He continued: “Having been alerted to the existence of the certificate, promptness is then required, as with all applications for relief from sanctions, and as is specifically mentioned in the practice direction directly relevant to this application.”

Mr Dzhazoyan acted promptly in writing to Stewarts and then filing the application, Master Rowley said. “Regrettably, the same promptness cannot be glimpsed in Mr Dzhazoyan’s efforts to produce draft points of dispute… In the absence of any in-house expertise, it ought to have been apparent that external assistance would be required.”

The explanation of why it took so long to instruct Overtons “does not make good reading”, the judge observed – having received a DCC, “I would have expected the speed of instruction of Costs Lawyers to have increased rather than decreased”.

Master Rowley continued: “Moreover, I would have expected any litigation firm to have links with external Costs Lawyers so that instructions could be sent immediately.

“In these days of costs budgets and costs and case management hearings, the interplay between Costs Lawyers and instructing solicitors goes far beyond the traditional instruction of a cost draftsman to prepare a bill (or points of dispute) at the end of a case when the substantive proceedings have concluded.”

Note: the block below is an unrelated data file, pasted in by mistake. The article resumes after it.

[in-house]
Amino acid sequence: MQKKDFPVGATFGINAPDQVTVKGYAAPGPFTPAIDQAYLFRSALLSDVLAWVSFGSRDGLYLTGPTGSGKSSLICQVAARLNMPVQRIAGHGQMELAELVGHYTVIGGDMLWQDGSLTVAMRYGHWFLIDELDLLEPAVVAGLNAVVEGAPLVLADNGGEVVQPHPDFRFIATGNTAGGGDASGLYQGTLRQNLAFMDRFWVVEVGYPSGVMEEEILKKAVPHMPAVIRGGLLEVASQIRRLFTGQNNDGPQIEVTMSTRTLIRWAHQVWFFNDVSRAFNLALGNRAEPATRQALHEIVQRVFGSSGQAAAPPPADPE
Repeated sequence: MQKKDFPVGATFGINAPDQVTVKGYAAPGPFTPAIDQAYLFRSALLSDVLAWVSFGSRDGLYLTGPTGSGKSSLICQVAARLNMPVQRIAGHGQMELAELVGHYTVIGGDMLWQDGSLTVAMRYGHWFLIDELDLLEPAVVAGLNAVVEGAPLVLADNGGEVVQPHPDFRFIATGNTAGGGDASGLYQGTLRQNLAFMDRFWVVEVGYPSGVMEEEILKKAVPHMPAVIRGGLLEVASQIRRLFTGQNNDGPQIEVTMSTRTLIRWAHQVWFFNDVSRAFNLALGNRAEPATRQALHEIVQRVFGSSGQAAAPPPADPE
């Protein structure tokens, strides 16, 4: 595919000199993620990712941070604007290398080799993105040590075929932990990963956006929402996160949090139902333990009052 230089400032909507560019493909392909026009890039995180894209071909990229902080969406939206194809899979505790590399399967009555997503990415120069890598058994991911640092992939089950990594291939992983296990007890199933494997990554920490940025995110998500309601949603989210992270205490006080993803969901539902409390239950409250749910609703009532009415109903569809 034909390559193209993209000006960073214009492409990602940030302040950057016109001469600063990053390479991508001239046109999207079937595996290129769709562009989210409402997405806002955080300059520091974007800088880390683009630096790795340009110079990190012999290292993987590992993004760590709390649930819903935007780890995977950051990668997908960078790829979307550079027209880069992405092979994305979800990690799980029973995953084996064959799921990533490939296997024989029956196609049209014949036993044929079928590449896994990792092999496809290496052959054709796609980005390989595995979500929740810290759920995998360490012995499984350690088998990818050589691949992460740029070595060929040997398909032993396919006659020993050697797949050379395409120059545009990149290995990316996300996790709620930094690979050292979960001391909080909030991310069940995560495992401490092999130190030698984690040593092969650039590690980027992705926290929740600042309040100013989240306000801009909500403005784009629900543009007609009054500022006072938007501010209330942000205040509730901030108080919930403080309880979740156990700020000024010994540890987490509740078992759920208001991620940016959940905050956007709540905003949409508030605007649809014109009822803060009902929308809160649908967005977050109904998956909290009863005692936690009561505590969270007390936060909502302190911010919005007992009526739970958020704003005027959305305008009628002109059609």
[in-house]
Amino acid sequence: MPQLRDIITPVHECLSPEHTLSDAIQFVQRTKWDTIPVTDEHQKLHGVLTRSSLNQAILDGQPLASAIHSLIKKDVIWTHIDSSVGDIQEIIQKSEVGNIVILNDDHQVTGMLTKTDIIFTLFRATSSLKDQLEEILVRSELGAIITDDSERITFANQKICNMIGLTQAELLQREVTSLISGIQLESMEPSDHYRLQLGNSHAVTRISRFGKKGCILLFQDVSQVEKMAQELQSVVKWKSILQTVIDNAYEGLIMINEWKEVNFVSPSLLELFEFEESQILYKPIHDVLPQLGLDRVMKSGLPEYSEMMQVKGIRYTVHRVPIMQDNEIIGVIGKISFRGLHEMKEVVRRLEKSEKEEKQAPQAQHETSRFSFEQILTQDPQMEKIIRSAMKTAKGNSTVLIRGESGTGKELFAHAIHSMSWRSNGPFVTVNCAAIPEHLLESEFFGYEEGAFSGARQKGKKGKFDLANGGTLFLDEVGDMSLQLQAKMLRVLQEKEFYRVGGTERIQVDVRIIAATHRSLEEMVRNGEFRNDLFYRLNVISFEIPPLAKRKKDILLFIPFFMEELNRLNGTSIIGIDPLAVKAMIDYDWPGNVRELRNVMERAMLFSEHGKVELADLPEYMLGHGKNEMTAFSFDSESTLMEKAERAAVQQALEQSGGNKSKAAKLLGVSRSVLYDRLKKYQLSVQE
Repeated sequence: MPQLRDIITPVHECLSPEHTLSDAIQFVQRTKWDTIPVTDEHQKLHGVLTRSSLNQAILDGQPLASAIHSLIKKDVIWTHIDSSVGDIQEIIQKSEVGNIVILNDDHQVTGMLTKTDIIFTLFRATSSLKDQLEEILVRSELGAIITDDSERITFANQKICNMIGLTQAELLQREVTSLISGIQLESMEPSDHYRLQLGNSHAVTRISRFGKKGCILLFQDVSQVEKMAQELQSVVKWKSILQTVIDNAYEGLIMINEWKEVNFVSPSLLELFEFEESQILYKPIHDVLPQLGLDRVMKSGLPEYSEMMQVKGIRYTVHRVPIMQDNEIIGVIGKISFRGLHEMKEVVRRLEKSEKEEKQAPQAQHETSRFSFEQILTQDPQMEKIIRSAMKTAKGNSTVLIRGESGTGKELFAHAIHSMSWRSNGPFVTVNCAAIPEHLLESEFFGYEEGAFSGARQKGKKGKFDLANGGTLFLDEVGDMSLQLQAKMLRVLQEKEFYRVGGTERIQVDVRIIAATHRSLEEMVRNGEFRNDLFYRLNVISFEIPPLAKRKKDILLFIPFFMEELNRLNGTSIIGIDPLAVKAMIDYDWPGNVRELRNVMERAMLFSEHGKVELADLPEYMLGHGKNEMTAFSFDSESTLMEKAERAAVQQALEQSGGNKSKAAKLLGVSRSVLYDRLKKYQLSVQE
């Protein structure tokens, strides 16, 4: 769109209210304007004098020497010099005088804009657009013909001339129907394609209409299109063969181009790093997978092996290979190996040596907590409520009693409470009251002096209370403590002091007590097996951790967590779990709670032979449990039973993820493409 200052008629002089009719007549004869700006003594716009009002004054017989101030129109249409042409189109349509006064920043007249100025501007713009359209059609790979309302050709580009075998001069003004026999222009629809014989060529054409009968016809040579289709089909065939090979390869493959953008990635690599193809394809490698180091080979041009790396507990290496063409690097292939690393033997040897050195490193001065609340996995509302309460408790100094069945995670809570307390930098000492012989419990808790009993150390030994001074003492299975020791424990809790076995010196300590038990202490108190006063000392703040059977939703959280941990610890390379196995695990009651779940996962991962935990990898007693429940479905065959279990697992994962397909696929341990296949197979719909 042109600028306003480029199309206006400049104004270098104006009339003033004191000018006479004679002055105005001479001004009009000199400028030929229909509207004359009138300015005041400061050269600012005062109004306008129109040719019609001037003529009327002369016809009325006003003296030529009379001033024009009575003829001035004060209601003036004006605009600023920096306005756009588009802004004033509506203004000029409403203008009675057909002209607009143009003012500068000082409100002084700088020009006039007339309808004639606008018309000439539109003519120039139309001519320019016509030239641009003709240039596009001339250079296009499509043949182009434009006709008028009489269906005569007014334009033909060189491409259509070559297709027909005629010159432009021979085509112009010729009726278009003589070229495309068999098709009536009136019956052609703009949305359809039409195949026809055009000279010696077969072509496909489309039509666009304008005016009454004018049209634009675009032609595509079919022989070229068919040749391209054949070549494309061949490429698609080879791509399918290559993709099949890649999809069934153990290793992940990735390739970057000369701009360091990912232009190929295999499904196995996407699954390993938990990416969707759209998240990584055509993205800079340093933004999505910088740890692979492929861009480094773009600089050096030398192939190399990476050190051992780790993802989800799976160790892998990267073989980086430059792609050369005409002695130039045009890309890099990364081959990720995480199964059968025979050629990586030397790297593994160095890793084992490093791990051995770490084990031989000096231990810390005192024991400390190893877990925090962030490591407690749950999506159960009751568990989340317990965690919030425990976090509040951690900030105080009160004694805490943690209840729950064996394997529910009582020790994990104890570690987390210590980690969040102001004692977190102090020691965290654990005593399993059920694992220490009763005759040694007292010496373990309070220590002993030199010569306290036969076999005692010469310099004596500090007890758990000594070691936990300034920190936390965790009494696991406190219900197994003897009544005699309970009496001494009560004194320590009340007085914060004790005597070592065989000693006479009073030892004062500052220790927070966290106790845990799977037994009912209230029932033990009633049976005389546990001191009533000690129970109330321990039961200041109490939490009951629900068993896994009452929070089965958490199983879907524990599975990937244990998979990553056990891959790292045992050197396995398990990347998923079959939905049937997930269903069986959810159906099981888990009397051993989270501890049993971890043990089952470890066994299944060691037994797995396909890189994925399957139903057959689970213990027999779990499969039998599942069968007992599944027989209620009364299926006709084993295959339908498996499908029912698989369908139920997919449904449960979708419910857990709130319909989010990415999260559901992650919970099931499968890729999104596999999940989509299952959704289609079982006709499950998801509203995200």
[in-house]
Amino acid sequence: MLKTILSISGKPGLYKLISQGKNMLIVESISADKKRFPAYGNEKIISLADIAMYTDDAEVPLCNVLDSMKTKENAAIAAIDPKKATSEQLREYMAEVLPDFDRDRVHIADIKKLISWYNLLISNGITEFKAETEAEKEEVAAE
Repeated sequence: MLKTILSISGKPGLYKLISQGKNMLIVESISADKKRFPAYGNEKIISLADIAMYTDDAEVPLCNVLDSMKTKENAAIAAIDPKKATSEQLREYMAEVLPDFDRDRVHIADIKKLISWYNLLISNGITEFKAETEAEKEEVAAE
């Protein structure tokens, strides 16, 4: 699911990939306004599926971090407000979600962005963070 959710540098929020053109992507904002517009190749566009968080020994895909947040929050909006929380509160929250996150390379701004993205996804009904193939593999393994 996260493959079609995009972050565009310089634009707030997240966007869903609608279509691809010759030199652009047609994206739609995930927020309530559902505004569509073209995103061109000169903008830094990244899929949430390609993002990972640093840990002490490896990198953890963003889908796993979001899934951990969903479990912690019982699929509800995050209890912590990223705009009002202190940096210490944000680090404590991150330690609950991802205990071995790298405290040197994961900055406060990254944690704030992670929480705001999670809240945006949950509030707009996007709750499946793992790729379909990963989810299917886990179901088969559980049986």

The time it took to instruct Overtons “does not suggest any urgency”, he added. The judge described taking a further fortnight to produce a data file as “surprising”, while the internal governance excuse was “both surprising and unconvincing”.

Master Rowley accepted that the need for draft points of dispute to accompany a set-aside application was only a general rule under paragraph 11 of practice direction 47 – but said that did not mean they should not be produced for the hearing.

He went on: “Where there are large bills of costs, it will often be the case that points of dispute cannot be produced quickly enough to be exhibited to an application notice that is issued promptly. If [the defendants’] submission is correct, it would mean that the court would regularly expect to see draft points of dispute in smaller cases and not the larger ones.

“That does not seem attractive to me and I do not see that paragraph 11.2 should be construed in that way. The wording of the paragraph to my mind is very largely aimed at the court hearing the application. That is particularly so in respect of 11.2(2) and also in 11.2(3) for the need to consider the good reason being put forward.